Adding in enrollment of more than 79,000 in the 14 states with their own websites, the nationwide number of 106,000 October sign-ups was barely one-fifth of what officials had projected — and a small fraction of the millions who have received private coverage cancellations as a result of the federal law.

The administration said an additional 1 million people have been found eligible to buy coverage in the markets, with about one-third qualifying for tax credits to reduce their premiums. Another 396,000 have been found eligible for Medicaid, which covers low-income people.

Administration officials and senior congressional Democrats expressed confidence in the program's future. "We expect enrollment will grow substantially throughout the next five months," said Sebelius, who is in charge of the program.

"Even with the issues we've had, the marketplace is working and people are enrolling," she added.

Despite the expressions, the White House worked to reassure anxious Democrats who are worried about the controversial program, which they voted into existence three years ago over Republican opposition as strong now as it was then.

Senate Democrats arranged a closed-door meeting for midday Thursday in the Capitol with White House officials, who held a similar session Wednesday with the House rank and file. Ahead of that meeting, Obama planned to speak from the White House about new efforts to help Americans receiving insurance cancellation notices.

So far, five Senate Democrats are on record in support of legislation by Sen. Mary Landrieu, D-La., to make sure everyone can keep their present coverage if they want to. The bill would require insurance companies to continue offering existing policies, even if they fall short of minimum coverage requirements in the law.

The measure has little apparent chance at passage, given that it imposes a new mandate on the insurance industry that Republicans will be reluctant to accept.

Urgent: Do You Approve Or Disapprove of President Obama's Job Performance? Vote Now in Urgent Poll

At the same time, a vote would at least permit Democrats to say they have voted to repair some of the problems associated with the Affordable Care Act, as many appear eager to do.

In a statement, Landrieu said Sens. Jeff Merkley of Oregon, Kay Hagan of North Carolina and Mark Pryor of Arkansas were now supporting the legislation, as is Sen. Dianne Feinstein of California. All but Feinstein are on the ballot next year.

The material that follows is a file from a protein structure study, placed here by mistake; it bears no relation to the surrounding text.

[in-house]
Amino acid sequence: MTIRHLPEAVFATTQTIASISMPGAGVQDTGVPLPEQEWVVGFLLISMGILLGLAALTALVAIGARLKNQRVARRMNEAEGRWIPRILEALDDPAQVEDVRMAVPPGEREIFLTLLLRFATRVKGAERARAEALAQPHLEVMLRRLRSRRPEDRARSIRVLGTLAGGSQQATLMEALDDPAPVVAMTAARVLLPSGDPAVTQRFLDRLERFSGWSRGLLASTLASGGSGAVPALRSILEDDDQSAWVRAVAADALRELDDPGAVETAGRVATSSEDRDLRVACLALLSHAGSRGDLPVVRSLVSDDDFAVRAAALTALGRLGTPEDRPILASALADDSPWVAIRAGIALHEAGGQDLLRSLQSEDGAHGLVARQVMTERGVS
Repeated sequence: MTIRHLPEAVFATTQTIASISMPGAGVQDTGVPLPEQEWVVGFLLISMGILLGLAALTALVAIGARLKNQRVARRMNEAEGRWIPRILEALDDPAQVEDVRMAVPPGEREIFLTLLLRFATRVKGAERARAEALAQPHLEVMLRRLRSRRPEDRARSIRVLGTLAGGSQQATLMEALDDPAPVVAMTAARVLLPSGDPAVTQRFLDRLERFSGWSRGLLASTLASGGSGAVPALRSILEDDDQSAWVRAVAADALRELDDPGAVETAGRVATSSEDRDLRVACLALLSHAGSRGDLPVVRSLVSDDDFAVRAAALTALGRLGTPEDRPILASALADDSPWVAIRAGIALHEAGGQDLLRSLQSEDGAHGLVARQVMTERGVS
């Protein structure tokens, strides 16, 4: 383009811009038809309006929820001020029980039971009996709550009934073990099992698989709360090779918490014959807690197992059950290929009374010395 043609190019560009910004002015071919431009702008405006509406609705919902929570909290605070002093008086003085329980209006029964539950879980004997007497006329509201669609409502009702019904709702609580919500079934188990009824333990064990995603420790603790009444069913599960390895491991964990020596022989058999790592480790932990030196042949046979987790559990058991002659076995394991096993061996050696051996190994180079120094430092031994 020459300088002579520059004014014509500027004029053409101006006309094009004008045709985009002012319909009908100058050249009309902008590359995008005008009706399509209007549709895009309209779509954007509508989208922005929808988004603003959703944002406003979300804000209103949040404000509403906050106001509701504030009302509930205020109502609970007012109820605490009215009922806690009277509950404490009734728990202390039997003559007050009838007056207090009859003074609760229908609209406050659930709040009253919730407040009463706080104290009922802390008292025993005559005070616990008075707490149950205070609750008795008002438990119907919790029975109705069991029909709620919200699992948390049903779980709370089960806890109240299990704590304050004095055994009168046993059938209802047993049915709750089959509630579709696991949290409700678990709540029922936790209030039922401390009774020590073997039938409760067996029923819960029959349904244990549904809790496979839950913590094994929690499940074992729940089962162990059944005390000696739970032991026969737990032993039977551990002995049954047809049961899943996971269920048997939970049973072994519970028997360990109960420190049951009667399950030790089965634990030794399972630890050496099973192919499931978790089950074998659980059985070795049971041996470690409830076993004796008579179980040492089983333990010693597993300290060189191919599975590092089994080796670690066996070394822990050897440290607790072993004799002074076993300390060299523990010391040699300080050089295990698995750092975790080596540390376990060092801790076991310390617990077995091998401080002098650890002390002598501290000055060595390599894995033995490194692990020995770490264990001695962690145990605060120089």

Across the Capitol, majority Republicans in the House set a vote for Friday on legislation to permit insurance companies to continue selling existing policies that have been ordered scrapped because they fall short of coverage standards in the law.

While House passage of the measure is assured, each Democrat will be forced to cast a vote on the future of a program that Republicans have vowed to place at the center of next year's campaign.

Democratic Rep. Mike Doyle of Pennsylvania, who voted for the initial Obama health care bill, said Thursday that members of his caucus want an opportunity to go on the record in support of allowing people to keep the insurance they had.

Doyle told MSNBC in an interview that at a White House meeting Wednesday, House Democrats told Obama about "the frustration level that many of us have" with the health care roll-out.

Doyle said Democrats warned Obama that "if you don't give us something by Friday" to fix the insurance cancellation problem, then many Democrats are likely to vote for the pending House bill sponsored by Republican Rep. Fred Upton of Michigan, which would accomplish that goal.

The promise of keeping coverage was Obama's oft-stated pledge when the legislation was under consideration, a calling card since shredded by the millions of cancellations mailed out by insurers.

Obama apologized last week for the broken promise, but aides said at the time the White House was only considering administration changes, rather than new legislation.

Information from Reuters was used in this report.

© Copyright 2014 The Associated Press. All rights reserved. This material may not be published, broadcast, rewritten or redistributed.